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I’m interested in breaking stereotypes: Sabyn Javeri

I’m interested in breaking stereotypes: Sabyn Javeri
Sabyn Javeri in New Delhi recently. Photo: Shireen Quadri
Sabyn Javeri’s racy debut novel, Nobody Killed Her (HarperCollins India, 2017), is the story of friendship between two women — Rani Shah, the Prime Minister who is assassinated, and her close confidante, Nazneen Khan or Nazo, who is suspected to have a hand in Shah’s assassination as she escapes the bomb blast unscathed. 

The novel, which blends noir with courtroom drama, delves into issues like love, loyalty, obsession and deception. While political intrigue and machinations are at the heart of the novel, it also delves into patriarchy and fanaticism that the country is steeped in. 

Javeri was born in Pakistan and now lives between London and Karachi, where she teaches Creative Writing at the university level. Having written short stories earlier, she has received the Oxonion Review Short Story Award and was shortlisted for the first Tibor Jones Award.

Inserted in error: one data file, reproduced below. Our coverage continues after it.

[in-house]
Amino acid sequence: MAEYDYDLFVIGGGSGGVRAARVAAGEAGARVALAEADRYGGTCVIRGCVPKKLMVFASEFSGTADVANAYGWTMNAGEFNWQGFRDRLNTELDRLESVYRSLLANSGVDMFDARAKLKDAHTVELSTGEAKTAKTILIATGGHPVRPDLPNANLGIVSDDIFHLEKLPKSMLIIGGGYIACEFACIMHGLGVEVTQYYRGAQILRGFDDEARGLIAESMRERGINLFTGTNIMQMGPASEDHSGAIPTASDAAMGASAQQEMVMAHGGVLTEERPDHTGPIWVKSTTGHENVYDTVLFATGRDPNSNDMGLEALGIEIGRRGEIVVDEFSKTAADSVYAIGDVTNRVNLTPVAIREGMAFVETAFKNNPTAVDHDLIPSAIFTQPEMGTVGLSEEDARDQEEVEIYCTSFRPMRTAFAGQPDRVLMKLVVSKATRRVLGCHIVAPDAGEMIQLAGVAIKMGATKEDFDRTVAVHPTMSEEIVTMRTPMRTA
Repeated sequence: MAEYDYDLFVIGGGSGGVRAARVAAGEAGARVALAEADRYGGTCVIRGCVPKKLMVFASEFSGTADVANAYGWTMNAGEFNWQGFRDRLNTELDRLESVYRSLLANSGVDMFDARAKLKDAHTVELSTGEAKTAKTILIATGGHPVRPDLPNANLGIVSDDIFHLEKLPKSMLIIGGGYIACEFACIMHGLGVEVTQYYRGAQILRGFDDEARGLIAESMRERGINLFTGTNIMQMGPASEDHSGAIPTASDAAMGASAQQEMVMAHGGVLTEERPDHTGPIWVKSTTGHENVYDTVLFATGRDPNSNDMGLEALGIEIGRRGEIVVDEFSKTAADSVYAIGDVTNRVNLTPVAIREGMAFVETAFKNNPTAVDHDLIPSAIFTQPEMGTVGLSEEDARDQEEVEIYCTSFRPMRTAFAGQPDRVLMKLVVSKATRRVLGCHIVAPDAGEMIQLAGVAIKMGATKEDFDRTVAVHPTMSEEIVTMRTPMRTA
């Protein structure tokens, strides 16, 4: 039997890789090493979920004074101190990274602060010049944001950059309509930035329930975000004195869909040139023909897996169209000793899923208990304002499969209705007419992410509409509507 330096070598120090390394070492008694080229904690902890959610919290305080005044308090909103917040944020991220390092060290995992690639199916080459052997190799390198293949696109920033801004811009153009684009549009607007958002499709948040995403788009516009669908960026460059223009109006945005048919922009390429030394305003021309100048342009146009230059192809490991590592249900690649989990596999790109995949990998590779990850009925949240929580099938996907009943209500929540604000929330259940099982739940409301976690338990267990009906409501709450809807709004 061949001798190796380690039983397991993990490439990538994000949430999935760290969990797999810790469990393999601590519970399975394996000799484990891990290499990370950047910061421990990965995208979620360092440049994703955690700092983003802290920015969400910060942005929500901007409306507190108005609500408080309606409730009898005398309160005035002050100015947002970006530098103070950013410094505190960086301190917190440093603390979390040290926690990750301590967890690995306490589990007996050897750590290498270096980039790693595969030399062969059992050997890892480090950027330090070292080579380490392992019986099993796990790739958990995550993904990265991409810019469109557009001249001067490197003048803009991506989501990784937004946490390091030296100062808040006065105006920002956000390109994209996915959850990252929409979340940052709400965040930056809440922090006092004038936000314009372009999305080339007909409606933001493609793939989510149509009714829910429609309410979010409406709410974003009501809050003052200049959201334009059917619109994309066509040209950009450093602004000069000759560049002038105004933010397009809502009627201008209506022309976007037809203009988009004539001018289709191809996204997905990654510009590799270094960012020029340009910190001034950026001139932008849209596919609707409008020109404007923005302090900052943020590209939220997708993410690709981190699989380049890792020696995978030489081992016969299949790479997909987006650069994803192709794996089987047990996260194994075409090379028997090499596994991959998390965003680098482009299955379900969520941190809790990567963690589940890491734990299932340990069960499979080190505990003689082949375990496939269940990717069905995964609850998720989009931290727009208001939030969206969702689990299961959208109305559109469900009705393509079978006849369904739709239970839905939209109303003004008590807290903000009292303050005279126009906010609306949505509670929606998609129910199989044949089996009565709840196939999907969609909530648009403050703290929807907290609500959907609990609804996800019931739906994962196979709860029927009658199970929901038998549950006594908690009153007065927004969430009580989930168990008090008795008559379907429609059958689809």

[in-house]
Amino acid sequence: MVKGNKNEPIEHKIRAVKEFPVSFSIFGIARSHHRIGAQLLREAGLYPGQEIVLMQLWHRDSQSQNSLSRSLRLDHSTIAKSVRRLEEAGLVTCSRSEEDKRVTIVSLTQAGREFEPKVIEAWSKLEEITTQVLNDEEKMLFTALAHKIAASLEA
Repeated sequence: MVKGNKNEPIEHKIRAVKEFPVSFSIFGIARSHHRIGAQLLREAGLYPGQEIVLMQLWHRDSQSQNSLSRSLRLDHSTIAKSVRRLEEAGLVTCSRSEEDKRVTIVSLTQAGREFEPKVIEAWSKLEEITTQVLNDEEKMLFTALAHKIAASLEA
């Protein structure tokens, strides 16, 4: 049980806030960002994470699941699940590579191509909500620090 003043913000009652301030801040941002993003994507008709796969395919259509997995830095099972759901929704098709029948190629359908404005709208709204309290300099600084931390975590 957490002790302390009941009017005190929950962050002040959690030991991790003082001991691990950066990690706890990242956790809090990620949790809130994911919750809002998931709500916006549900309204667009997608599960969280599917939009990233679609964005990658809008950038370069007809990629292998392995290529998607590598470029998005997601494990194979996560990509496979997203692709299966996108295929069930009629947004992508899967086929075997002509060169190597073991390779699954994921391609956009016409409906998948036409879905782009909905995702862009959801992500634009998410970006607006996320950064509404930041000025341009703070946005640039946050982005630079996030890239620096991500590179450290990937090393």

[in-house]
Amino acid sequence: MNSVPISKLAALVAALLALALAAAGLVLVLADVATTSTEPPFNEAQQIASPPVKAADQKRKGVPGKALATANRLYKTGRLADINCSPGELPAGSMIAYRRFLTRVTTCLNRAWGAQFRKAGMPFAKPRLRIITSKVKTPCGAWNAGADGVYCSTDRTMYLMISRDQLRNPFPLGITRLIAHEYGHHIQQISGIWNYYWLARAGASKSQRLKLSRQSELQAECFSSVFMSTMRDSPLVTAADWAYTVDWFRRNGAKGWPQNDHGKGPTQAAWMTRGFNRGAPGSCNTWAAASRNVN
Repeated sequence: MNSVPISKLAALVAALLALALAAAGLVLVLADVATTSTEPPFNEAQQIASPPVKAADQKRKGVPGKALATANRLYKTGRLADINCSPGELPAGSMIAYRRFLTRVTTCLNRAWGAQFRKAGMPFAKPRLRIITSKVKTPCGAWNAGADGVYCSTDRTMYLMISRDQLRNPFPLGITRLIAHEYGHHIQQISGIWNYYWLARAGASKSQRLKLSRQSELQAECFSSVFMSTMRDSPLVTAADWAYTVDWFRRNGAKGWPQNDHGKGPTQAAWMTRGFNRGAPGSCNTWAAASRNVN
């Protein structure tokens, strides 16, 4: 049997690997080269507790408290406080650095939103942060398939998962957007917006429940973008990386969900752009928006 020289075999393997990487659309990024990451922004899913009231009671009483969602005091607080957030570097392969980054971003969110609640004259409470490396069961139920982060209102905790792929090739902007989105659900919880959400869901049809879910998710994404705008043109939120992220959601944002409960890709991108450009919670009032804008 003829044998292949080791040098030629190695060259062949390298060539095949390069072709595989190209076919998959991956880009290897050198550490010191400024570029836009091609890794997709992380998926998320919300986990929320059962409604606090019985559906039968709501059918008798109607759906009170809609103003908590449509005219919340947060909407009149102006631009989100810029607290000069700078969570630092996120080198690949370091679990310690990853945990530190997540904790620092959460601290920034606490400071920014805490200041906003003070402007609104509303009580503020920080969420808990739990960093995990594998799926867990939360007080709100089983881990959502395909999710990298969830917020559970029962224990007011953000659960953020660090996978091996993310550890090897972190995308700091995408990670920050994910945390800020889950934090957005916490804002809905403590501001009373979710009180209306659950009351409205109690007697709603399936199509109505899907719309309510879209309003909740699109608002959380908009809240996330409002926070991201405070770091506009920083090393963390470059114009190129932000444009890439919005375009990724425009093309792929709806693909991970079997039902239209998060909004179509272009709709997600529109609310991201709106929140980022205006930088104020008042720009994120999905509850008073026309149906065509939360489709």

For Rani Shah, Javeri drew upon the rise to power of many women leaders in South Asia, like, Benazir Bhutto, Indira Gandhi, Sheikh Hasina and Aung San Suu Kyi.  “If I had focused on just one individual, it would have been a biography. But I was not interested in that. I was interested in cherry-picking the elements which made their journey all the more tumultuous, all the more interesting, all the more problematic. And, therefore, all the more celebratory,” says Javeri, who was in India recently. Excerpts from an interview: 

THE PUNCH: Nobody Killed Her deals with a wide gamut of issues. While class is at its heart, there is also the issue of gender, especially in south Asian context. You have talked about in interviews that you modeled Rani Shah not just on Benazir Bhutto but many other women, like Leila Khaled, Indira Gandhi, Sheikh Hasina and Aung San Suu Kyi. Tell us about your interest in such figures? Did you want it to be a blend of noir and courtroom drama?